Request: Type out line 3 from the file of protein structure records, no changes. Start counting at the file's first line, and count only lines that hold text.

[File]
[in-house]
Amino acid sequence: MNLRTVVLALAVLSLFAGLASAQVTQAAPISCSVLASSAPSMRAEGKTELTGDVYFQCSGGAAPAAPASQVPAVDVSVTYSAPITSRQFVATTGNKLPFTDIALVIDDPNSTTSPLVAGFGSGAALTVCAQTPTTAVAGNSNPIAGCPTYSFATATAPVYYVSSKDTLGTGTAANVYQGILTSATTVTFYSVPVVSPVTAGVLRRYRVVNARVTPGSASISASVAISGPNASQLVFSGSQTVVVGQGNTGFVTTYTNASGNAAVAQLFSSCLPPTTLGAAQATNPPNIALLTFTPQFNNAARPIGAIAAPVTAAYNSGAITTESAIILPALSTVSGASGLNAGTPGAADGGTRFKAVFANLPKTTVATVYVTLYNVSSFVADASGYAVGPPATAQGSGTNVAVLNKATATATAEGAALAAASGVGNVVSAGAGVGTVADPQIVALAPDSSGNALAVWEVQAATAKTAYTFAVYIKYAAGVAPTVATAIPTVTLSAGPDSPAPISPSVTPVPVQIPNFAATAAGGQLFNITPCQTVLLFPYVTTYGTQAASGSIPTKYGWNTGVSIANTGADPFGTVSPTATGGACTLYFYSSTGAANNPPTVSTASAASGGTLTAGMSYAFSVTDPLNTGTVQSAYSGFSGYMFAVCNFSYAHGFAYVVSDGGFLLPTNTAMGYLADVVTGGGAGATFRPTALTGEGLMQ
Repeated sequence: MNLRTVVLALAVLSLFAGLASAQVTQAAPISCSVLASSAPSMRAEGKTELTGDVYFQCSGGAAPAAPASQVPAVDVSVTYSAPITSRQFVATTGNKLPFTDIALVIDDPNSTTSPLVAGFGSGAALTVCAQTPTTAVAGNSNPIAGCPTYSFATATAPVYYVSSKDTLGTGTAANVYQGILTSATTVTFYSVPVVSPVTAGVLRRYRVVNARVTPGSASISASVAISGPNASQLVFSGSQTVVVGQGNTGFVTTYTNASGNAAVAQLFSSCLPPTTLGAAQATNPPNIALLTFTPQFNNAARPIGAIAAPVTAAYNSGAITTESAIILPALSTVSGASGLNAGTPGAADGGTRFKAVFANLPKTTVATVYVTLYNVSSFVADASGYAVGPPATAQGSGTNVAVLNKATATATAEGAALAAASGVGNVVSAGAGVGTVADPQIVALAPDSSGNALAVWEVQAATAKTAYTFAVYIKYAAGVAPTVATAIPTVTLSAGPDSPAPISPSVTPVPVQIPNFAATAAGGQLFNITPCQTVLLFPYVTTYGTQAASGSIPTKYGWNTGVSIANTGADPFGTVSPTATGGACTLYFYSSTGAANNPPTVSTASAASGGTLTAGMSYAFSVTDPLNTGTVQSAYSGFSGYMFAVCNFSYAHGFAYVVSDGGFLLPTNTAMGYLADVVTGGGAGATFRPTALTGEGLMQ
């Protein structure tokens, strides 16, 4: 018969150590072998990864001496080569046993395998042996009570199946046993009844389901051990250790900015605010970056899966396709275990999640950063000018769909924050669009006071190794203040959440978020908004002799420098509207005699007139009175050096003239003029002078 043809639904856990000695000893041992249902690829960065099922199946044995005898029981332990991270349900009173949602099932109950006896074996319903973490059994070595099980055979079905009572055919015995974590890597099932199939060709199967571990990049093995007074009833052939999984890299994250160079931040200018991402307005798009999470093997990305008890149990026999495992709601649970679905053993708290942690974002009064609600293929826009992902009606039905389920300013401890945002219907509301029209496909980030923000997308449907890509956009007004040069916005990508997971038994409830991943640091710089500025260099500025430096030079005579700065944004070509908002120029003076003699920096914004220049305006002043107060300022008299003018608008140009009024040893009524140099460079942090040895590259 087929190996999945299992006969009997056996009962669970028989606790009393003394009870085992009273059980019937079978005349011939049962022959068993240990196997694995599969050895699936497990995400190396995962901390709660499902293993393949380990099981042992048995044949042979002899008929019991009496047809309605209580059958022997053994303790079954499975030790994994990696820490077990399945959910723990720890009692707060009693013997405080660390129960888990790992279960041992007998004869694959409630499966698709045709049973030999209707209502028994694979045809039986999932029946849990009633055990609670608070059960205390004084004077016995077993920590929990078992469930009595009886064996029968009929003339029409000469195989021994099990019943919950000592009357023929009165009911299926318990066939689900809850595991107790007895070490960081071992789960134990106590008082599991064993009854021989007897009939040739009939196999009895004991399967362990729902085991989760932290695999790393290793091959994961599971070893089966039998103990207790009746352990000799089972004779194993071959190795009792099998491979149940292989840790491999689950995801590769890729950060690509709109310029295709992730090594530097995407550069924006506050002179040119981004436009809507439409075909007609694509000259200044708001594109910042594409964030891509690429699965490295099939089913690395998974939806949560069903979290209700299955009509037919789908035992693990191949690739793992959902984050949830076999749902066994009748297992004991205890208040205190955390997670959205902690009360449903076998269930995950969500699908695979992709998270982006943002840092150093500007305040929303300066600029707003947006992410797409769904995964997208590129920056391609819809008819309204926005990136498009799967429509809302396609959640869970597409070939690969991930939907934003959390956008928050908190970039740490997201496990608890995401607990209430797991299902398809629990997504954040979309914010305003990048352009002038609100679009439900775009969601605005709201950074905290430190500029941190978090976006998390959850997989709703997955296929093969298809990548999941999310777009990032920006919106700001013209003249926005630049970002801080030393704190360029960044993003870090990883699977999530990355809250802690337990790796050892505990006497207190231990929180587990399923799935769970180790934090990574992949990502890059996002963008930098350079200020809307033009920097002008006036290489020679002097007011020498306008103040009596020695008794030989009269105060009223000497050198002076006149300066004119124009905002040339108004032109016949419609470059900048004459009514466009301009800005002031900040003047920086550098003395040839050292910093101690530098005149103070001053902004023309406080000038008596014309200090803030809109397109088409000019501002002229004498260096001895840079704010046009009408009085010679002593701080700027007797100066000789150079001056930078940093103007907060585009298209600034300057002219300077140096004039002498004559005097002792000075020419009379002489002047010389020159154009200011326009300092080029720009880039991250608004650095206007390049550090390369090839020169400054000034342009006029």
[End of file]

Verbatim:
Repeated sequence: MNLRTVVLALAVLSLFAGLASAQVTQAAPISCSVLASSAPSMRAEGKTELTGDVYFQCSGGAAPAAPASQVPAVDVSVTYSAPITSRQFVATTGNKLPFTDIALVIDDPNSTTSPLVAGFGSGAALTVCAQTPTTAVAGNSNPIAGCPTYSFATATAPVYYVSSKDTLGTGTAANVYQGILTSATTVTFYSVPVVSPVTAGVLRRYRVVNARVTPGSASISASVAISGPNASQLVFSGSQTVVVGQGNTGFVTTYTNASGNAAVAQLFSSCLPPTTLGAAQATNPPNIALLTFTPQFNNAARPIGAIAAPVTAAYNSGAITTESAIILPALSTVSGASGLNAGTPGAADGGTRFKAVFANLPKTTVATVYVTLYNVSSFVADASGYAVGPPATAQGSGTNVAVLNKATATATAEGAALAAASGVGNVVSAGAGVGTVADPQIVALAPDSSGNALAVWEVQAATAKTAYTFAVYIKYAAGVAPTVATAIPTVTLSAGPDSPAPISPSVTPVPVQIPNFAATAAGGQLFNITPCQTVLLFPYVTTYGTQAASGSIPTKYGWNTGVSIANTGADPFGTVSPTATGGACTLYFYSSTGAANNPPTVSTASAASGGTLTAGMSYAFSVTDPLNTGTVQSAYSGFSGYMFAVCNFSYAHGFAYVVSDGGFLLPTNTAMGYLADVVTGGGAGATFRPTALTGEGLMQ